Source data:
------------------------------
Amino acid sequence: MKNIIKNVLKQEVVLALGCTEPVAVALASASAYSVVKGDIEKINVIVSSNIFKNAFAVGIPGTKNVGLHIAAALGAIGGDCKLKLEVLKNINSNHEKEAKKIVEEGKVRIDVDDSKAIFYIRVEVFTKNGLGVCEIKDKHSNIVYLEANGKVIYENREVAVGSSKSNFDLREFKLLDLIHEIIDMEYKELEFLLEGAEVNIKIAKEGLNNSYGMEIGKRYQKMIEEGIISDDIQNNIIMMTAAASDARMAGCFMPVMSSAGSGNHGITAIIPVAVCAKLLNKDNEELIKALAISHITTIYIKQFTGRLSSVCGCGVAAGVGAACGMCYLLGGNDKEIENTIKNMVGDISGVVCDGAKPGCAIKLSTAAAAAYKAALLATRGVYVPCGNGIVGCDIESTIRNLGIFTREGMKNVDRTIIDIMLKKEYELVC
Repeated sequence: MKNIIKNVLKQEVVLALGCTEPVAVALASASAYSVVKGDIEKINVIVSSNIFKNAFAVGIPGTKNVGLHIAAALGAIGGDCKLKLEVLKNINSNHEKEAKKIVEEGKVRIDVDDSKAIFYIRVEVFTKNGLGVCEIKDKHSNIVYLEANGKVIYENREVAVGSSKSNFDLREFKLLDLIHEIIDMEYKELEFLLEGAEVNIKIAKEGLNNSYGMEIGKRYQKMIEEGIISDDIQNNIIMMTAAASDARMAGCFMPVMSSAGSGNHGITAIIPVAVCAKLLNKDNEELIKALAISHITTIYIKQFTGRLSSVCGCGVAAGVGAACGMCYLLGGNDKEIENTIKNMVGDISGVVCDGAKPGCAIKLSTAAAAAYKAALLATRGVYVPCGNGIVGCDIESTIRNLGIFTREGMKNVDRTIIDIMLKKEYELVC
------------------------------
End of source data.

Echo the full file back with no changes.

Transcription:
Amino acid sequence: MKNIIKNVLKQEVVLALGCTEPVAVALASASAYSVVKGDIEKINVIVSSNIFKNAFAVGIPGTKNVGLHIAAALGAIGGDCKLKLEVLKNINSNHEKEAKKIVEEGKVRIDVDDSKAIFYIRVEVFTKNGLGVCEIKDKHSNIVYLEANGKVIYENREVAVGSSKSNFDLREFKLLDLIHEIIDMEYKELEFLLEGAEVNIKIAKEGLNNSYGMEIGKRYQKMIEEGIISDDIQNNIIMMTAAASDARMAGCFMPVMSSAGSGNHGITAIIPVAVCAKLLNKDNEELIKALAISHITTIYIKQFTGRLSSVCGCGVAAGVGAACGMCYLLGGNDKEIENTIKNMVGDISGVVCDGAKPGCAIKLSTAAAAAYKAALLATRGVYVPCGNGIVGCDIESTIRNLGIFTREGMKNVDRTIIDIMLKKEYELVC
Repeated sequence: MKNIIKNVLKQEVVLALGCTEPVAVALASASAYSVVKGDIEKINVIVSSNIFKNAFAVGIPGTKNVGLHIAAALGAIGGDCKLKLEVLKNINSNHEKEAKKIVEEGKVRIDVDDSKAIFYIRVEVFTKNGLGVCEIKDKHSNIVYLEANGKVIYENREVAVGSSKSNFDLREFKLLDLIHEIIDMEYKELEFLLEGAEVNIKIAKEGLNNSYGMEIGKRYQKMIEEGIISDDIQNNIIMMTAAASDARMAGCFMPVMSSAGSGNHGITAIIPVAVCAKLLNKDNEELIKALAISHITTIYIKQFTGRLSSVCGCGVAAGVGAACGMCYLLGGNDKEIENTIKNMVGDISGVVCDGAKPGCAIKLSTAAAAAYKAALLATRGVYVPCGNGIVGCDIESTIRNLGIFTREGMKNVDRTIIDIMLKKEYELVC